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The Use of Sensory Imagery in The Rime of the Ancient Mariner by Samuel Coleridge

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In The Rime of the Ancient Mariner, Samuel Coleridge writes of a sailor bringing a tale to life as he speaks to a wedding guest. An ancient Mariner tells of his brutal journey through the Pacific Ocean to the South Pole. Coleridge suffers from loneliness, because of his lifelong need for love and livelihood; similarly, during the Mariner’s tale, his loneliness shows when he becomes alone at sea, because of the loss of his crew. Having a disastrous dependence to opium and laudanum, Coleridge, in partnership with Wordsworth, writes this complicated, difficult to understand, yet appealing poem, which becomes the first poem in the 1798 edition of Lyrical Ballads. The Mariner’s frame of mind flip-flops throughout the literary ballad, a…show more content…
Originally aiming to land somewhere on the equator, the Mariner’s ship lands in the South Pole, because of a strong breeze from a storm-blast; the Mariner states in his tale that the wind is “tyrannous and strong.” Though suffering a dreadful drought, the Mariner receives the blessing of the cool, wet rain as it pours down. As the Mariner takes in the rain, he begins to think of his crew, who are all dead.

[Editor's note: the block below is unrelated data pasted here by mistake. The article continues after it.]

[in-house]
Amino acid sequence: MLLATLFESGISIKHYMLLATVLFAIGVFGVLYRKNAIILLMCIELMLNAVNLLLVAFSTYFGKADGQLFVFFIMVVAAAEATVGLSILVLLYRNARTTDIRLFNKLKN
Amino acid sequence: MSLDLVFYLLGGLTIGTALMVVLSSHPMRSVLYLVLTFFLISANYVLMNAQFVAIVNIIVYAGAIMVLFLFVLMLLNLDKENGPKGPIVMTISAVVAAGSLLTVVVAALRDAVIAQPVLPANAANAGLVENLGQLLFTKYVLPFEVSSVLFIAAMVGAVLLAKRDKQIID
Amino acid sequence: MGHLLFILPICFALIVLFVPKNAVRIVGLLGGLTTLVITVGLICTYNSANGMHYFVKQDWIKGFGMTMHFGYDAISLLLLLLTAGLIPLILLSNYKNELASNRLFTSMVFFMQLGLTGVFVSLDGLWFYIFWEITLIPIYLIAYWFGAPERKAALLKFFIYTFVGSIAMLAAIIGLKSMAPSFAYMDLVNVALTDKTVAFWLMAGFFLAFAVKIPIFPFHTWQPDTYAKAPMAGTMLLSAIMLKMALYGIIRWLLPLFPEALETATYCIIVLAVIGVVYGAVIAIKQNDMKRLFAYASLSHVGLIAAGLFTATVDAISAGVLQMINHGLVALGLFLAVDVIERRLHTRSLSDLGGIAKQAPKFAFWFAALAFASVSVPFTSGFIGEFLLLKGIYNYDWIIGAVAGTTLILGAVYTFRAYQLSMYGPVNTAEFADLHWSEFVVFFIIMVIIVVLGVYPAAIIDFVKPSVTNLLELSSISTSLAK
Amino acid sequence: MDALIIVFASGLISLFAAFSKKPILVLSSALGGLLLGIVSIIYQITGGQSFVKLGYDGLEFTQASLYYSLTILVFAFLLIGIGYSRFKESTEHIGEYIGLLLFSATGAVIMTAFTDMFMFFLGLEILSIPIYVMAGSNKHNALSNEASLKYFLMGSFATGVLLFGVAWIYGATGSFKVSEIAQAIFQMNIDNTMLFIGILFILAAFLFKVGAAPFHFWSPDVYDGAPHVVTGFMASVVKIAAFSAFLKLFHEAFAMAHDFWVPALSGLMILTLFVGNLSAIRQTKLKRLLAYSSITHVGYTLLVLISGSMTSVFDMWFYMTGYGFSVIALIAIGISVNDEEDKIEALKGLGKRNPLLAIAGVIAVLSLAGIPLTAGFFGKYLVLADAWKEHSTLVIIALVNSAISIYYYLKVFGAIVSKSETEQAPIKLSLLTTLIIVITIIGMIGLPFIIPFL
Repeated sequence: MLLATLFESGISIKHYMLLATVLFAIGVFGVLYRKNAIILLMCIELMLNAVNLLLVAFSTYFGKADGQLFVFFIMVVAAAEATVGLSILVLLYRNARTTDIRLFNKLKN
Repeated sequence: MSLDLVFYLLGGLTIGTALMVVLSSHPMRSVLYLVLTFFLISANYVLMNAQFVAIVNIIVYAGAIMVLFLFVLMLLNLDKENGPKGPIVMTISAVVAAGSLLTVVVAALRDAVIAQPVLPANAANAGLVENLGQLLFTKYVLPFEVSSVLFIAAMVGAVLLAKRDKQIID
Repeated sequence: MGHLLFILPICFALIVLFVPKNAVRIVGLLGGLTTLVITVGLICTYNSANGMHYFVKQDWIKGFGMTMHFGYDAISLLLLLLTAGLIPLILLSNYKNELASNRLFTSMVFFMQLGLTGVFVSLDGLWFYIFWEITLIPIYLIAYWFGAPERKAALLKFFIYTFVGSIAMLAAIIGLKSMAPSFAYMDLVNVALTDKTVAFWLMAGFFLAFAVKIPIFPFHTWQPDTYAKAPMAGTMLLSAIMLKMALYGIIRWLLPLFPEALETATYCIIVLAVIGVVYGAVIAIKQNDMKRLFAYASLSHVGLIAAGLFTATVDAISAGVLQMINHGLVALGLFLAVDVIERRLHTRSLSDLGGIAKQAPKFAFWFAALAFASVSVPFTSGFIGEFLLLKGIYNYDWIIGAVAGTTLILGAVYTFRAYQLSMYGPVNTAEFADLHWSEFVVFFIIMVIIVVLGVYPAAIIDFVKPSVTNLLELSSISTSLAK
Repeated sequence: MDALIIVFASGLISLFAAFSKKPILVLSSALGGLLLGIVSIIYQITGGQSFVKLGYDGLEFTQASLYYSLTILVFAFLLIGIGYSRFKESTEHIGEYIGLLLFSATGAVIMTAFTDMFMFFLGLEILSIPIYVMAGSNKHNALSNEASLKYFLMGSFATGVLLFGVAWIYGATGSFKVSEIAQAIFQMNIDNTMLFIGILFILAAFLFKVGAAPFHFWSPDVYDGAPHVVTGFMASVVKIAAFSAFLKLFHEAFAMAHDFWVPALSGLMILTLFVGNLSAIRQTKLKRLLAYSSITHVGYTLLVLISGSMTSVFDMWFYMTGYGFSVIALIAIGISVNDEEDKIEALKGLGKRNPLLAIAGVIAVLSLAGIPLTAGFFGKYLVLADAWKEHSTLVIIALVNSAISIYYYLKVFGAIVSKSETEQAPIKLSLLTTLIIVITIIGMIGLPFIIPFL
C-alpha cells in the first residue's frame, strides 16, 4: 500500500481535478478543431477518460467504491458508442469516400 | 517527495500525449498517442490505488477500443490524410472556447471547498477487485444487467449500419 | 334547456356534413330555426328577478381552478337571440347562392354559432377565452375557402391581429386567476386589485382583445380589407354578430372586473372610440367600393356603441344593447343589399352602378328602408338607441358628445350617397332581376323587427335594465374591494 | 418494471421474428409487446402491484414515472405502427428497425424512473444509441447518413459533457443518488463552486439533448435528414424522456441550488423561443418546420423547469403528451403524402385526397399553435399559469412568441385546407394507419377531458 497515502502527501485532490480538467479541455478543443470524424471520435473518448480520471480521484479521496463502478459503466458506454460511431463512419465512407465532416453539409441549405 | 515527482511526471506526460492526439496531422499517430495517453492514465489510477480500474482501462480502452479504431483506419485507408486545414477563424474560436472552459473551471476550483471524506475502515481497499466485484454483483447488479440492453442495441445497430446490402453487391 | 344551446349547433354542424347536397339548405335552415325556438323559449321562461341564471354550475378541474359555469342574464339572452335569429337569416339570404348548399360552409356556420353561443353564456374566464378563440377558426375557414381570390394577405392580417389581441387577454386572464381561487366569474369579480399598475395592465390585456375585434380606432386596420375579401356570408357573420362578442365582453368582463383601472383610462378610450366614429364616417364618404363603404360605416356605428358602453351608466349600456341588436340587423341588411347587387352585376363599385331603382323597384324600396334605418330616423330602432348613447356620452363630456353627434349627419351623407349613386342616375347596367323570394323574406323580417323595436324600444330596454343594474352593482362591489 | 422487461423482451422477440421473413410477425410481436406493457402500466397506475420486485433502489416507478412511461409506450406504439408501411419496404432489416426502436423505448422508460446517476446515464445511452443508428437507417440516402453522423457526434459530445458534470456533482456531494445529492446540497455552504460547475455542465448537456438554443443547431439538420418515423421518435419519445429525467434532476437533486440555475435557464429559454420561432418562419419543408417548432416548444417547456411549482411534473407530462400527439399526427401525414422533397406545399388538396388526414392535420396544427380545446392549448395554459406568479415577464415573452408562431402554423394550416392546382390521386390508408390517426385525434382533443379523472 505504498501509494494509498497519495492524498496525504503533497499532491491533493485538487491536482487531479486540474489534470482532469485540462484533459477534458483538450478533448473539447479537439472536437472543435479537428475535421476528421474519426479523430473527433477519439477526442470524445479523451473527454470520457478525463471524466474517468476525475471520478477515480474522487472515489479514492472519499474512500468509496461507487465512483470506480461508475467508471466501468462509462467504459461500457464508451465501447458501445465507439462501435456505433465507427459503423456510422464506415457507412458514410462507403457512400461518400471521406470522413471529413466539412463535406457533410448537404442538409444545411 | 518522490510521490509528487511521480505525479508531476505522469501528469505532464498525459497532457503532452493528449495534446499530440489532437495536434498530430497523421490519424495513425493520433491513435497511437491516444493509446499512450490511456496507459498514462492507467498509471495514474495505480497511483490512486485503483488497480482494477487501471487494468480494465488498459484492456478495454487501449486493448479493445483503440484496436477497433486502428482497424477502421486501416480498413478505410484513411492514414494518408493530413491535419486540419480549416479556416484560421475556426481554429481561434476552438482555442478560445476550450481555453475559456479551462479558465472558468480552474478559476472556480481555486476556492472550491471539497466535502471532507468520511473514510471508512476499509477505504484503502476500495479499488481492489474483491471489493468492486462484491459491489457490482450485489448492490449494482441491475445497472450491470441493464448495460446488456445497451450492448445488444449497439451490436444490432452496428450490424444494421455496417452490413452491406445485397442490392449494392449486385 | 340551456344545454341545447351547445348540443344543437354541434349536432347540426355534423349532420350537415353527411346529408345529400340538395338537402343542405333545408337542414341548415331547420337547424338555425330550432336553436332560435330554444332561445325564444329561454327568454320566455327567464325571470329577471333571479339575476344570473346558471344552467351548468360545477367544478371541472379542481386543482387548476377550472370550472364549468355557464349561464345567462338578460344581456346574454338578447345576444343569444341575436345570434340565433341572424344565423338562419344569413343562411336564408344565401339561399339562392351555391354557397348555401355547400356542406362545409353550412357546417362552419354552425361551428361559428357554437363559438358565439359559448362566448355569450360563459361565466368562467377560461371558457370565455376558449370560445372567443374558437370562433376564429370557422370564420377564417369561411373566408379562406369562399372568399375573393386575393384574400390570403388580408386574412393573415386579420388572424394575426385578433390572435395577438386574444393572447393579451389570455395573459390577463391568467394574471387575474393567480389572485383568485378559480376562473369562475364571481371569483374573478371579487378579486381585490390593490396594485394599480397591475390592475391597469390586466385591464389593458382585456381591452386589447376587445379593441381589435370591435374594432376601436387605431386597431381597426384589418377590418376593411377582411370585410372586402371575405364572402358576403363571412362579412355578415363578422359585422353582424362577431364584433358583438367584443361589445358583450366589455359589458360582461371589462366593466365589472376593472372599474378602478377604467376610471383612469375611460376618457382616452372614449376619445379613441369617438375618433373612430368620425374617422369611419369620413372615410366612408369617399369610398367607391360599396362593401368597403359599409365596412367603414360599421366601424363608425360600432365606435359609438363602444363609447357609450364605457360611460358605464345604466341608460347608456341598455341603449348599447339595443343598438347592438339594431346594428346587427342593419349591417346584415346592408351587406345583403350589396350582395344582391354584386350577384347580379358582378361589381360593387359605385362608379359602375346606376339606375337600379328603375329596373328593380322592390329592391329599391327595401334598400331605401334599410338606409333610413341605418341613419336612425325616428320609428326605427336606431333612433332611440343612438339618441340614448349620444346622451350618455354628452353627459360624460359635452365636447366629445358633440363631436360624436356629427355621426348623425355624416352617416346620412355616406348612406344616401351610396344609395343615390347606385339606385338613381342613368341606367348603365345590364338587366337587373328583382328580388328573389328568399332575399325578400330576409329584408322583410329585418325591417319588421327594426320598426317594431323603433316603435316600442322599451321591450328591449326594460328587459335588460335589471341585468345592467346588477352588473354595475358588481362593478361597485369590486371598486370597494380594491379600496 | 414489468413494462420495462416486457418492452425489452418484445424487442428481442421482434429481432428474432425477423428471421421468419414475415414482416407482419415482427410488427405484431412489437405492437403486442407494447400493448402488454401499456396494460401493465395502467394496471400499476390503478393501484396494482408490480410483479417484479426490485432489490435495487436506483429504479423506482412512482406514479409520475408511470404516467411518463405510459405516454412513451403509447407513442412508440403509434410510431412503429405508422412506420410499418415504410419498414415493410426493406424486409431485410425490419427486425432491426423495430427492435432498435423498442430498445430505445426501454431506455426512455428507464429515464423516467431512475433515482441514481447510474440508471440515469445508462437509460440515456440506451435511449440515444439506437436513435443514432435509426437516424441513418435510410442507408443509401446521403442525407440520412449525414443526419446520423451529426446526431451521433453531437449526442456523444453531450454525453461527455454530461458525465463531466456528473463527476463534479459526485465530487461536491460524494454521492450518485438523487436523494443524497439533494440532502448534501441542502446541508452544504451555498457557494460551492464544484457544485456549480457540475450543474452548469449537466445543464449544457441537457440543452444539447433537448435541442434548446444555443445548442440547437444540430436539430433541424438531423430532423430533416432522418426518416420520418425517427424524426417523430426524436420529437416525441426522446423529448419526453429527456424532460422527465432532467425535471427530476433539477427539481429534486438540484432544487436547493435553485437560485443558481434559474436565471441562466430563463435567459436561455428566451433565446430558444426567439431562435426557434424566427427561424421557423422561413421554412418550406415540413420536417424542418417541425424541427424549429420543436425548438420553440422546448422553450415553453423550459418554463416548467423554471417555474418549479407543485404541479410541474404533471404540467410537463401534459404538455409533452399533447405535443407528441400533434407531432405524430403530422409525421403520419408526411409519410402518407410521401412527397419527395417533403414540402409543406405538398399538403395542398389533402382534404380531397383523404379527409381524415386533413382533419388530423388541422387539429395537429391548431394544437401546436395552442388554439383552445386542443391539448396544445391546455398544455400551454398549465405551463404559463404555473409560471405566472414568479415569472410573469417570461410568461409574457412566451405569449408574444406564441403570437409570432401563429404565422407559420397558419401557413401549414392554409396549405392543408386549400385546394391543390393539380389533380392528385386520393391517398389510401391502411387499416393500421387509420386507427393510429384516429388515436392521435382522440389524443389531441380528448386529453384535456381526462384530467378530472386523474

The drop of the shipmates, the cracking of ice, and the roaring of the wind all appeal to the sense of hearing, while the Mariner rants his tale. As the ancient Mariner’s crew a;; die, he fails to hear a groan as they drop one by one; however, the sailor hears the thump of the bodies as, separately, they collide with the deck of the ship. The ice cracks, growls, roars, and howls as the crew travel through it; Coleridge writes that the ice is “like noises in a swound.” ”And soon I hear a roaring wind,” states the Mariner during his tale; Coleridge also writes that “the upper air burst into life,” which causes the crew to hear a strong breeze. Using the sense of feeling, Coleridge writes about the drop of the shipmates, the cracking of the ice, and the roaring of the wind.
Using the senses of seeing, feeling, and hearing in The Rise of the Ancient Mariner, Samuel Coleridge demonstrates the use of many sensory details. The appearance of the Ancient Mariner, the Nightmare Life-in
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